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What would your mother say?
Seriously, what would she say if a federal court rules prostitution is legal? "Oh my goodness!" "Are you kidding me?" "What the ----!?"
Her response might depend on when she was born, but it is a question that a federal court will soon decide. And who knows what the answer will be.
In the past, the U.S. Ninth Circuit Court of Appeals has been pilloried as the "Ninth Circus." It will certainly revive that appellation if it reverses a decision against prostitution.
US. District Judge Jeffrey White of Oakland ruled against a lawsuit last year that sought to legalize prostitution in California. But the Ninth Circuit seemed inclined to reverse that decision at a recent hearing.
"Why should it be illegal to sell something that's legal to give away?" asked Judge Carlos Bea, reportedly one of the court's most conservative judges.
The specter of legal prostitution runs against the law of California since 1872, when prostitutes were subject to a $500 fine and six months in jail. The penalty now is $1,000, plus up to six months in jail.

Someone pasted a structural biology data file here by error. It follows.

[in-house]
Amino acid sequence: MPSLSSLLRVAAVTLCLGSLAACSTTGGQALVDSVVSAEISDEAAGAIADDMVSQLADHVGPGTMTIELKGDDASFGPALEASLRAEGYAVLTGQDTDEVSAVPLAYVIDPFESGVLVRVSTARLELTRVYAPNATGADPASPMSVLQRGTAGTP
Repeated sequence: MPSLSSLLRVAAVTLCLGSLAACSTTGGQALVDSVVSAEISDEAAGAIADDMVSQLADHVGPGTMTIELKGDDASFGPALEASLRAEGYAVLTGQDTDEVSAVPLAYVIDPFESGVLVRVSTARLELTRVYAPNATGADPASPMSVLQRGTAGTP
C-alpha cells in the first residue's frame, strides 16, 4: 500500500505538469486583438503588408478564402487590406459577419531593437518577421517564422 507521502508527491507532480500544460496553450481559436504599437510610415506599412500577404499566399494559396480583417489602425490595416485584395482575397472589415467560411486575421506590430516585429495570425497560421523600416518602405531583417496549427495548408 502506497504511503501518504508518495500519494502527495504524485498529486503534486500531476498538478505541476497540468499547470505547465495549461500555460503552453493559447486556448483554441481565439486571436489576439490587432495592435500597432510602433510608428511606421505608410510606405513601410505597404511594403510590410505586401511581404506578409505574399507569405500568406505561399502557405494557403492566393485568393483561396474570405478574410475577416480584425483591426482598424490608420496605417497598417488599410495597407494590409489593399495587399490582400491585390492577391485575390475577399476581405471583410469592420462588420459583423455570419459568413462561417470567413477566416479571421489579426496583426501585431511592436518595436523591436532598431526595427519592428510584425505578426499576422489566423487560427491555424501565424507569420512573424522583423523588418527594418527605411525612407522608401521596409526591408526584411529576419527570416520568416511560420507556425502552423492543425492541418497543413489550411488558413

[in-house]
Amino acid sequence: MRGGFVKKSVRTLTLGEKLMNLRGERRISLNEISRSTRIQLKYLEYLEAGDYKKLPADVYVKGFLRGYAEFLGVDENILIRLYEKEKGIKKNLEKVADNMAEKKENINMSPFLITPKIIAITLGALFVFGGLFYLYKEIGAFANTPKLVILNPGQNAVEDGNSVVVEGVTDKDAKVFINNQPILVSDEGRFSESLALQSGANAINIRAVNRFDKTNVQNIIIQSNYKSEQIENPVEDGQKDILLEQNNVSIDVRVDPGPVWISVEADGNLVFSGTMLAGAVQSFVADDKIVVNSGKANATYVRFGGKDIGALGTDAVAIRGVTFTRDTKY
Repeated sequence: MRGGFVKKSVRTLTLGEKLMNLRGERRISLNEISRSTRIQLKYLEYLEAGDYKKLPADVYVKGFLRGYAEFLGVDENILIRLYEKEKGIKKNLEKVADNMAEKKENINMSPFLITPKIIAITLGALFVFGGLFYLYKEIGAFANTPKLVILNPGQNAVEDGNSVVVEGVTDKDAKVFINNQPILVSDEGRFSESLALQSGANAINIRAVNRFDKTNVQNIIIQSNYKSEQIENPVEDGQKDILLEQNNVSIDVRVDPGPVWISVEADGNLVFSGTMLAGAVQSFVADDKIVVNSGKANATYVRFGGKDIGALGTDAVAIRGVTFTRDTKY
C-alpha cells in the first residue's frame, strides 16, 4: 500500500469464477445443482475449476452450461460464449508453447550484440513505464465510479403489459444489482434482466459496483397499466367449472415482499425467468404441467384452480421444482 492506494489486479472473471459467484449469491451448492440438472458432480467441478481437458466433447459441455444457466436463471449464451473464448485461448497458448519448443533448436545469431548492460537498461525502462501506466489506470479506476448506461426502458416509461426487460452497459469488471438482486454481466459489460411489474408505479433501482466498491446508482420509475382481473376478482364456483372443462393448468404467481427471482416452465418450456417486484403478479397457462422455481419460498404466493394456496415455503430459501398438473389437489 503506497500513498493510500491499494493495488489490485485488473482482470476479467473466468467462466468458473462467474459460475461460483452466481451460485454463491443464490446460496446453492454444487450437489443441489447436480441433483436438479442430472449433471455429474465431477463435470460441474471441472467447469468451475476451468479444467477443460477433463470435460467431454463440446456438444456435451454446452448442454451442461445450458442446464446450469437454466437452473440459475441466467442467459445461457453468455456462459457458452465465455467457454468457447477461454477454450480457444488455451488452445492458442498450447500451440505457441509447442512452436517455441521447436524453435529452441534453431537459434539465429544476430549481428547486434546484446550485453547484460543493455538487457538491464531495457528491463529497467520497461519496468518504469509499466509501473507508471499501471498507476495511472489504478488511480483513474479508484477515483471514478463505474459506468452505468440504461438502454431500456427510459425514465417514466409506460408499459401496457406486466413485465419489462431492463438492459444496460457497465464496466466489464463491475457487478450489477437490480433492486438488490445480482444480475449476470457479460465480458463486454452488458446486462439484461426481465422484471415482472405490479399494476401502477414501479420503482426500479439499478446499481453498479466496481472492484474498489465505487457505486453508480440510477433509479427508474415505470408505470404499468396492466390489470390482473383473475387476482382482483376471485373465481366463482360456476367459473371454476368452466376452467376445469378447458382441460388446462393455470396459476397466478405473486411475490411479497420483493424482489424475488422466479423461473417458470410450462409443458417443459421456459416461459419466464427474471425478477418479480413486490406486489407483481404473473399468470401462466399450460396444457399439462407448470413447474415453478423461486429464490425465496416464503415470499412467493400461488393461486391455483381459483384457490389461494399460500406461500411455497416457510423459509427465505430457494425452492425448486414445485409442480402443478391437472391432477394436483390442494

But in 2003, the U.S. Supreme Court ruled in Lawrence v. Texas that people have a right to consensual sexual conduct. Louis Sirkin, an attorney for the plaintiffs in the Ninth Circuit case, said that includes sex workers and their customers.
"We see this is as an important issue both as a matter of liberty and as a matter of equality," said attorney Amanda Goad for the American Civil Liberties Union of California.
Deputy Attorney General Sharon O'Grady said banning commercial sex protects people against the harmful effects of prostitution. Lisa Thomson of the National Centre on Sexual Exploitation said prostitution is sexploitation.
"To the extent that this is permitted by law, they enshrine a right to buy human beings," she said.
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